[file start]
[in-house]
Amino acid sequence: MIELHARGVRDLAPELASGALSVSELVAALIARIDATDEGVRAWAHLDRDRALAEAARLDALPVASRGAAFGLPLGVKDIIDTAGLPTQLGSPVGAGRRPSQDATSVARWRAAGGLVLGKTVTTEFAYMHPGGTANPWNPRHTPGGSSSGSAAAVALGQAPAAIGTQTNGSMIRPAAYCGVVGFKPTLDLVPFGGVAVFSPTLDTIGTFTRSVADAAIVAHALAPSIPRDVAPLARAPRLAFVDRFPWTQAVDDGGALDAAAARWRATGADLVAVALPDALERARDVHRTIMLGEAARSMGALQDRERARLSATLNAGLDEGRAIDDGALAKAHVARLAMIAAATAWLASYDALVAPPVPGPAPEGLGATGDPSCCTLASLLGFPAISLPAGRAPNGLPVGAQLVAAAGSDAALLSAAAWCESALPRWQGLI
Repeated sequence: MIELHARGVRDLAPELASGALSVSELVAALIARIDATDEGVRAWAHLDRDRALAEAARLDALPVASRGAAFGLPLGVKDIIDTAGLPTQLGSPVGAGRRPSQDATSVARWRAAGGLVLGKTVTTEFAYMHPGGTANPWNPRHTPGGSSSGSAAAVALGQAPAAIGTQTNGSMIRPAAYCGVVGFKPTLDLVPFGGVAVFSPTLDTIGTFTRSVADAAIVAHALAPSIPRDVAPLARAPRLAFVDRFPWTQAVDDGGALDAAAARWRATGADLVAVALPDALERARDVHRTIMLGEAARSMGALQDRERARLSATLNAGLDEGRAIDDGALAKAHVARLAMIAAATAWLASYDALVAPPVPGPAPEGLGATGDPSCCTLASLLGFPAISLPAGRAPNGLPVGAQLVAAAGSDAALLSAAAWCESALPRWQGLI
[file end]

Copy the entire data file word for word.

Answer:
[in-house]
Amino acid sequence: MIELHARGVRDLAPELASGALSVSELVAALIARIDATDEGVRAWAHLDRDRALAEAARLDALPVASRGAAFGLPLGVKDIIDTAGLPTQLGSPVGAGRRPSQDATSVARWRAAGGLVLGKTVTTEFAYMHPGGTANPWNPRHTPGGSSSGSAAAVALGQAPAAIGTQTNGSMIRPAAYCGVVGFKPTLDLVPFGGVAVFSPTLDTIGTFTRSVADAAIVAHALAPSIPRDVAPLARAPRLAFVDRFPWTQAVDDGGALDAAAARWRATGADLVAVALPDALERARDVHRTIMLGEAARSMGALQDRERARLSATLNAGLDEGRAIDDGALAKAHVARLAMIAAATAWLASYDALVAPPVPGPAPEGLGATGDPSCCTLASLLGFPAISLPAGRAPNGLPVGAQLVAAAGSDAALLSAAAWCESALPRWQGLI
Repeated sequence: MIELHARGVRDLAPELASGALSVSELVAALIARIDATDEGVRAWAHLDRDRALAEAARLDALPVASRGAAFGLPLGVKDIIDTAGLPTQLGSPVGAGRRPSQDATSVARWRAAGGLVLGKTVTTEFAYMHPGGTANPWNPRHTPGGSSSGSAAAVALGQAPAAIGTQTNGSMIRPAAYCGVVGFKPTLDLVPFGGVAVFSPTLDTIGTFTRSVADAAIVAHALAPSIPRDVAPLARAPRLAFVDRFPWTQAVDDGGALDAAAARWRATGADLVAVALPDALERARDVHRTIMLGEAARSMGALQDRERARLSATLNAGLDEGRAIDDGALAKAHVARLAMIAAATAWLASYDALVAPPVPGPAPEGLGATGDPSCCTLASLLGFPAISLPAGRAPNGLPVGAQLVAAAGSDAALLSAAAWCESALPRWQGLI